One of the growing church’s most important decisions was made in 1859. The Three Angels’ message, the truth about the sanctuary, and the observance of the seventh-day Sabbath constituted a teaching treasure that was different from what other Protestant churches were preaching. In 1857, an economic crisis had affected the believers’ incomes. In spite of that, the desire to know more about the teachings of God caused the members to ask for pastoral help. At the time, the few existing pastors were dedicating only weekends to visiting churches; during the week, they dedicated themselves to different work in order to provide sustenance for their families. This meant that groups of believers received only one or two pastoral visits per month. So it was that a commission, presided over by J. N. Andrews, met on January 29, 1859, in Battle Creek, Michigan, to present its report to the church. The commission recommended the practice of systematic benevolence—weekly donations to the church. 

It has been more than 150 years since that historic decision; the question, however, is this: What did they really find, and what did they recommend? The Protestant churches highlighted the study of the New Testament because they believed that the books of the Old Testament indicated more of a Jewish economy in contrast to a Christian church that had a fresh, new, and different message. Thus, the pioneers initially concentrated on the New Testament and on what the apostle Paul had recommended to the churches located in the Roman province of Galatia and to the church in Corinth. He said, “Now about the collection for God’s people: Do what I told the Galatian churches to do. On the first day of every week, each one of you should set aside a sum of money in keeping with his income, saving it up, so that when I come, no collection will have to be made” (1 Cor. 16:1, 2, NIV). The pioneers discovered several significant principles in these texts:

• They noticed that Paul indicated a principle of regularity (“the first day of every week”). Why the first day of the week? At the time (A.D. 57), Rome was the governing power. Its pagan religion recognized Sunday as the day of the sun, an important day for religion and commerce.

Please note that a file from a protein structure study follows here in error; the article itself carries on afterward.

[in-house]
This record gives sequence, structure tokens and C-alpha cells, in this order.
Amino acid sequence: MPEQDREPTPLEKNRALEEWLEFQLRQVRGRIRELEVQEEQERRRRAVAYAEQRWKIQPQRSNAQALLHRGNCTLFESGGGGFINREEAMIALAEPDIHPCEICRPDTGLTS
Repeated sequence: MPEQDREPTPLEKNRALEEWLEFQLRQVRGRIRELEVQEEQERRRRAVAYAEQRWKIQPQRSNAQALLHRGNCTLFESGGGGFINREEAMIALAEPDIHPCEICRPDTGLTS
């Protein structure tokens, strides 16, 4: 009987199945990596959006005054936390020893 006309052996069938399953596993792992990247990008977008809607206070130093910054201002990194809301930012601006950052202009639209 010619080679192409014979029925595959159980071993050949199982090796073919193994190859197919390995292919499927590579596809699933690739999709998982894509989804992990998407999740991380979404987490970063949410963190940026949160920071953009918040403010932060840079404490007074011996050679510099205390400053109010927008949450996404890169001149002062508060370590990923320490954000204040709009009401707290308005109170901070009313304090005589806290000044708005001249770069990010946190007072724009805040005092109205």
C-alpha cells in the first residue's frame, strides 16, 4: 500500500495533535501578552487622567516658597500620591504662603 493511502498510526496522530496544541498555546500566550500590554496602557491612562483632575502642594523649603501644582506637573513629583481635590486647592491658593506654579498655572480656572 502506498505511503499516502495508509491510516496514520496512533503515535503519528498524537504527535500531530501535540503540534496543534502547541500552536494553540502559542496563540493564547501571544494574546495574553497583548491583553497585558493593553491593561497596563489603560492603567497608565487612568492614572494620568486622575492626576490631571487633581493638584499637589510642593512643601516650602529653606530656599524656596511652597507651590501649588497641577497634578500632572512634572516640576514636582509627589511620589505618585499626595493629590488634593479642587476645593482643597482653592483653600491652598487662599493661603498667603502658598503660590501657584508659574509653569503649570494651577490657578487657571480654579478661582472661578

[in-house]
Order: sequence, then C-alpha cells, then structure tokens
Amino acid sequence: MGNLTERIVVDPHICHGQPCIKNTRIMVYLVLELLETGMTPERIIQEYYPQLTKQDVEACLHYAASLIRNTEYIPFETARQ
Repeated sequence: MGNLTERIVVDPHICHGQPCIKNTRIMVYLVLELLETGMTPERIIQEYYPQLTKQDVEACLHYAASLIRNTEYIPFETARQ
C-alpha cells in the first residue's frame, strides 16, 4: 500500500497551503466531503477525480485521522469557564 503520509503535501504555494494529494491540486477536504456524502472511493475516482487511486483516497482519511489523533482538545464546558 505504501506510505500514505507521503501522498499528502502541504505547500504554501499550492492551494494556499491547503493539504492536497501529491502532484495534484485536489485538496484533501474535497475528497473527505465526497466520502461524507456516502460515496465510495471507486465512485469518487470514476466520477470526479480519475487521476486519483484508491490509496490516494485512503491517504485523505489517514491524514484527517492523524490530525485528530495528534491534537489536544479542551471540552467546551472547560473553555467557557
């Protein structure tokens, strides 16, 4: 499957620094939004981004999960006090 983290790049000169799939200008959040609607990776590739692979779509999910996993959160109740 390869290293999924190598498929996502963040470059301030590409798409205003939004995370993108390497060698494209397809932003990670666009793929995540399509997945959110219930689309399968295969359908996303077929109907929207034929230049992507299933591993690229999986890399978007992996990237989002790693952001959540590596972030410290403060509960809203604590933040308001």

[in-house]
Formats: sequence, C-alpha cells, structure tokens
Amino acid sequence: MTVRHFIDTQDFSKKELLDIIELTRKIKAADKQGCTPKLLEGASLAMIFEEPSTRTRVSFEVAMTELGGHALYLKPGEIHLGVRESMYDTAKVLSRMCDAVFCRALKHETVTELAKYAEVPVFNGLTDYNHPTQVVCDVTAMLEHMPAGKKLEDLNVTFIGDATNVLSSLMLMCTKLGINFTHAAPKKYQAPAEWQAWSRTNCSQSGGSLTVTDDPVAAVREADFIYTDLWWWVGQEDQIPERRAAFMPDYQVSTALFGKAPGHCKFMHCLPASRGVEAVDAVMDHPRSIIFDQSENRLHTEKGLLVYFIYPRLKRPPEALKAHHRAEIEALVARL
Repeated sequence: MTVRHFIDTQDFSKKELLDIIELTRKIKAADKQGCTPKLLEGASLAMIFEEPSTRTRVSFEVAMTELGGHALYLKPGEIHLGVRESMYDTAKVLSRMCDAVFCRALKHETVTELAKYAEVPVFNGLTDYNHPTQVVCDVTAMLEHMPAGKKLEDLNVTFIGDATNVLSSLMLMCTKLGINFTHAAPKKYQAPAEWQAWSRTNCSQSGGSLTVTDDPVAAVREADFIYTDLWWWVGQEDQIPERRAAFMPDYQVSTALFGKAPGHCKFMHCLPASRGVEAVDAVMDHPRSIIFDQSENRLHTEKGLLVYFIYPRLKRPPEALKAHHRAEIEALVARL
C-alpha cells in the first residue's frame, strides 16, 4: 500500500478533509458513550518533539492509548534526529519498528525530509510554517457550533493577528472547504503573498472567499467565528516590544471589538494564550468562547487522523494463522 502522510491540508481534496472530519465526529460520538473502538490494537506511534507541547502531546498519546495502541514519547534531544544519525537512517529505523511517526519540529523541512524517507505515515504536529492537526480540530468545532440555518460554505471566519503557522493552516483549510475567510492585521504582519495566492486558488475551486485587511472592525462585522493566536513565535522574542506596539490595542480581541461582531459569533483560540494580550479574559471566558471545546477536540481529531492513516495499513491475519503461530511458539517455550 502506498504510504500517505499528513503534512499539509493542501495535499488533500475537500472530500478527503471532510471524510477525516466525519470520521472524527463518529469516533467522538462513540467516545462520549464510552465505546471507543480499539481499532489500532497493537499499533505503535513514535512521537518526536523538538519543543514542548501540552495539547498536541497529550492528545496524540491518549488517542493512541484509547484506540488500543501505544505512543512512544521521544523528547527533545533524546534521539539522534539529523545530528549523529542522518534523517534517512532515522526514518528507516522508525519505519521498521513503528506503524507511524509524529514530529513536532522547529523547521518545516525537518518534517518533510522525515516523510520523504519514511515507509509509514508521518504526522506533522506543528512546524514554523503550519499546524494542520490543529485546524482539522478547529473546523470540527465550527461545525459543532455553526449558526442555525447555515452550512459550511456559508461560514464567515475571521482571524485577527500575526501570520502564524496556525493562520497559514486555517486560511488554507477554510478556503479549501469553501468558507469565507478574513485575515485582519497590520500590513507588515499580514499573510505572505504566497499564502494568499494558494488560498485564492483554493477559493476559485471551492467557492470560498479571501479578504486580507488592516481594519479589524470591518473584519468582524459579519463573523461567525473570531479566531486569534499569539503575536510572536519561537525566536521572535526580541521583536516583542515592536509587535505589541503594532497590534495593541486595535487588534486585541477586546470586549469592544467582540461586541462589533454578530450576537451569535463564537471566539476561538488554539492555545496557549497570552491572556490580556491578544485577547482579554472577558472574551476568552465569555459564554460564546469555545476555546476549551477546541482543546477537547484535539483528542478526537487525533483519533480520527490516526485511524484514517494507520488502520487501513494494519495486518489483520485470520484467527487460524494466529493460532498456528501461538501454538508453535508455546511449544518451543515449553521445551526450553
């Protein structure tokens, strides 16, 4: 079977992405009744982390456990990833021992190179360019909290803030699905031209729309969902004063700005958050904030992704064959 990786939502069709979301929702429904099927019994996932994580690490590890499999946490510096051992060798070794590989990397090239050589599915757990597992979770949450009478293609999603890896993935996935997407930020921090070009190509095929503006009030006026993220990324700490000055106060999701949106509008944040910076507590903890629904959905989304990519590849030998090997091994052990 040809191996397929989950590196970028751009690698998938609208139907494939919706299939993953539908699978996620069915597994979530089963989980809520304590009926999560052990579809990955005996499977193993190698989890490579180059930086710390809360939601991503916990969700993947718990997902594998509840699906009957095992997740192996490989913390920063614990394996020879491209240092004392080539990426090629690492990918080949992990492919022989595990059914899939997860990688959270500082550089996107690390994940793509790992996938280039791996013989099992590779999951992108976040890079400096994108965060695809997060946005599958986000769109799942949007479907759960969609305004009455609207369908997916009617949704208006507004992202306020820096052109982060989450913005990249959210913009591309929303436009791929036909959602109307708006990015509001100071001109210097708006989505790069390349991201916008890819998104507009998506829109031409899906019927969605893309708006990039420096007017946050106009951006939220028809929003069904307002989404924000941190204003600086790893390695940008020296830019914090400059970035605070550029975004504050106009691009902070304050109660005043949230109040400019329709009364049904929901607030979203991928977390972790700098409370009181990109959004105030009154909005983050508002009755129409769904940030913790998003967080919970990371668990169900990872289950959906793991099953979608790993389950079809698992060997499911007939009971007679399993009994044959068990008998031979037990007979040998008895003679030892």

• In the text, they noticed that Paul also indicated the principle of participation (“each one of you”). Even though some received greater income and others received less, every one had the opportunity to be part of the church and part of the mission.
• The third principle they noticed was the principle of foresight/ planning ahead (“set aside a sum of money”). The decision to give to the Lord was not to be made at the last minute, just as the offering was being collected. It was something that was to be considered at home and set aside according to the dictates of a believer’s heart.• The fourth principle was the principle of proportion (“in keeping with his income”). Everyone was not expected to give the same amount because all did not receive the same amount. Thus, it was logical that those who received more were able to contribute more. It was not fair to require the poor to give the same amount as those who had more resources.
• The fifth principle was the principle of promotion. How frequently and how intensely should promotion be done? Compared to Bible study and the preaching of the Word, how much time should be dedicated to promotion? Paul was clear in his recommendation: The service should be dedicated principally to worship and spiritual development. Thus, the apostle indicates, “When I come no collection will have to be made.”

Today, more than 150 years after the historic decision of the early Adventist church in 1859, we see a world church that uses modern means of communication to proclaim the Three Angel’s message to every nation, tribe, and people, 24 hours a day, seven days a week. The principles discovered by the Adventist pioneers are valid, practical, and applicable to us today. The church must be careful to preserve not only this historical inheritance of Bible study and the proclamation of the message but also the practice of these vital principles of systematic benevolence. 

Mario Niño is associate director of the General Conference Stewardship Ministries Department.